Clearances could be traumatic. Squatters in the area to be cleared were told the date for clearance and shown their allocated room which they were free to decorate and occupy in advance of clearance. On the due date, a squad of Resettlement labourers moved in with crowbars, pickaxes, and saws to demolish any remaining structures which were then removed by lorry and destroyed (to forestall attempts to re-use corrugated iron etc). Any squatter who had failed to move was evicted and his structure pulled down. This could lead to violence, for which purpose the Police were always on hand at clearances. But for the most part, clearances were peaceful affairs, with squatters realising that they were better off in public housing, even though it might involve an enormous change in life. But the subsidised rent was low (private landlords were notorious for charging high rents, often with annual increases). There were shops on the ground floor, buses serving the estate, workplaces within reach, and above all security of tenure without the ever-present risk in squatter areas of fire, typhoon, landslips, and dislodged boulders.

Re-housing in Hong Kong
Hong Kong Shanty Town
For small industries cleared from squatter areas, multi-story resettlement factories were provided, catering for an astonishing variety of activities. Apart from the then common industries producing plastic bags, torches, and thong slippers, there was a man turning out gold ornaments and another producing dental chairs. Most of these industries had been operated mechanically by hand when in squatter areas. But, on resettlement, they usually upgraded their machinery to operate electrically. This could raise the electrical loading in the resettlement factory block enormously beyond its designed capacity. Exasperated tenants would break into the fuse box and replace the fuse with a six-inch nail.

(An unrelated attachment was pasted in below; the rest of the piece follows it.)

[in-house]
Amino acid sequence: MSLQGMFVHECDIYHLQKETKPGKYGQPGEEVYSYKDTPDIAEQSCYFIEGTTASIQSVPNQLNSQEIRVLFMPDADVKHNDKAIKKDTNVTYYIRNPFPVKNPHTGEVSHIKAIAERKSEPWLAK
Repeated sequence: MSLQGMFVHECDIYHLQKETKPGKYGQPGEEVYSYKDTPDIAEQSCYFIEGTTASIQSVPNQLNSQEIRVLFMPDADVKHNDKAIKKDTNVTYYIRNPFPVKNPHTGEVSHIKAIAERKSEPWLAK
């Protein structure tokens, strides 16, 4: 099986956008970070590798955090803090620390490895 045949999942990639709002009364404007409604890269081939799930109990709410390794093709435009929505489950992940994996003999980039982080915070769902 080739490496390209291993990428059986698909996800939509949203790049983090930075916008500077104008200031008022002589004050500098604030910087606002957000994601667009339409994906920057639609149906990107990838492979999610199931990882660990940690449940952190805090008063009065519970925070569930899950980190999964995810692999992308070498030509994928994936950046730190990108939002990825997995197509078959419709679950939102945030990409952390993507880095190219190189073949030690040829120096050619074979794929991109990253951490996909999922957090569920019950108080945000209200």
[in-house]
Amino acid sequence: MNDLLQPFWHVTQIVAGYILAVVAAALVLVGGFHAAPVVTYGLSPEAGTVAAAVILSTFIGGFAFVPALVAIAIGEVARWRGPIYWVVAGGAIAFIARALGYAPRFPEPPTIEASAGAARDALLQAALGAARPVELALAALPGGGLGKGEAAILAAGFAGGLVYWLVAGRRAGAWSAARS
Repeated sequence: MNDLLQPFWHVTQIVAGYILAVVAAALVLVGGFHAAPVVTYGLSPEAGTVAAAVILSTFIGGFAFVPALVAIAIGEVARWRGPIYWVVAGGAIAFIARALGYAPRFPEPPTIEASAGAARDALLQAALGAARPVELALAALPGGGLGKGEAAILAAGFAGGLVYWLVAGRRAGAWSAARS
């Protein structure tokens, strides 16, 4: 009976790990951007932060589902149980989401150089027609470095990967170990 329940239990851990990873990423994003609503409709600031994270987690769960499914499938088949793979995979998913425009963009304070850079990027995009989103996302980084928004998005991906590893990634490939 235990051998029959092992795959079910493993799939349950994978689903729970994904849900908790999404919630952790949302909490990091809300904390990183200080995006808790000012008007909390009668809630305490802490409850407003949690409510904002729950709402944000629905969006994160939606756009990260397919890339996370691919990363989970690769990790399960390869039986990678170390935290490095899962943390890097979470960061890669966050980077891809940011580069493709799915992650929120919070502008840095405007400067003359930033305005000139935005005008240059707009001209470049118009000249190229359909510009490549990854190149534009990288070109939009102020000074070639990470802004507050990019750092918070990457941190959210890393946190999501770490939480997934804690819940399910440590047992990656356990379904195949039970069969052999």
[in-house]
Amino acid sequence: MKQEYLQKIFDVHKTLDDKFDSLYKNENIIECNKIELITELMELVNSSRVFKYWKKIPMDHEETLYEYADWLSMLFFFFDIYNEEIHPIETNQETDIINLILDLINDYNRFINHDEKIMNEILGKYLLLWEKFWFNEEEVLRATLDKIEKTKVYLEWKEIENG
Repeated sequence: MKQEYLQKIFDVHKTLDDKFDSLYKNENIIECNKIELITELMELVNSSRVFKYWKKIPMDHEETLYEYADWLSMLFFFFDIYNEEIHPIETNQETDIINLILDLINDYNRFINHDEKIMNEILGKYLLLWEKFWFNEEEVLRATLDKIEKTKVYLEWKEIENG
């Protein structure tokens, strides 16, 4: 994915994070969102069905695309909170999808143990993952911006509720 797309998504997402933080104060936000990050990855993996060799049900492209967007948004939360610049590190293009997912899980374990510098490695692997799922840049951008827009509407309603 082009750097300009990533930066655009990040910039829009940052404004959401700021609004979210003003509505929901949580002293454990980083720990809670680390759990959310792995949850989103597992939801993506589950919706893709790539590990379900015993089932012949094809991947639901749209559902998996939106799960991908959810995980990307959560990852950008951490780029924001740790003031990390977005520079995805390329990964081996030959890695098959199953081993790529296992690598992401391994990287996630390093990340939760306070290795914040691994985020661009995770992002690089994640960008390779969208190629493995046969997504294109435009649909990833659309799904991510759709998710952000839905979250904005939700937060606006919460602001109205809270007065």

The colonial Government's resettlement programme continued non-stop over the years, with new problems arising. Overcrowding was one of the biggest. A family of perhaps four persons might have been initially allocated a flat of the appropriate size but in a few years the family may have increased with the birth of more children. Small children of different sexes originally sharing a bedroom grow up and require separate bedrooms. It was apparent that resettling people was not the end of the story. There were continual problems with overcrowding and the need to move families to larger flats, failure to pay rent and the reluctance to evict, thus creating another squatter, squabbles between neighbours, occasional cases where a tenant had been dead for some time without anyone noticing, attempts at selling or subletting in contravention of the tenancy agreement. On parallel lines, the Government also provided other flats for sale at affordable prices.

The upshot now is that Hong Kong can more or less house all its residents in private or public accommodation, provided the population does not dramatically increase.

Africa Map
1954 Map of Hong Kong
Colony Profile
Hong Kong Profile
Originally Published
OSPA Journal 96: October 2008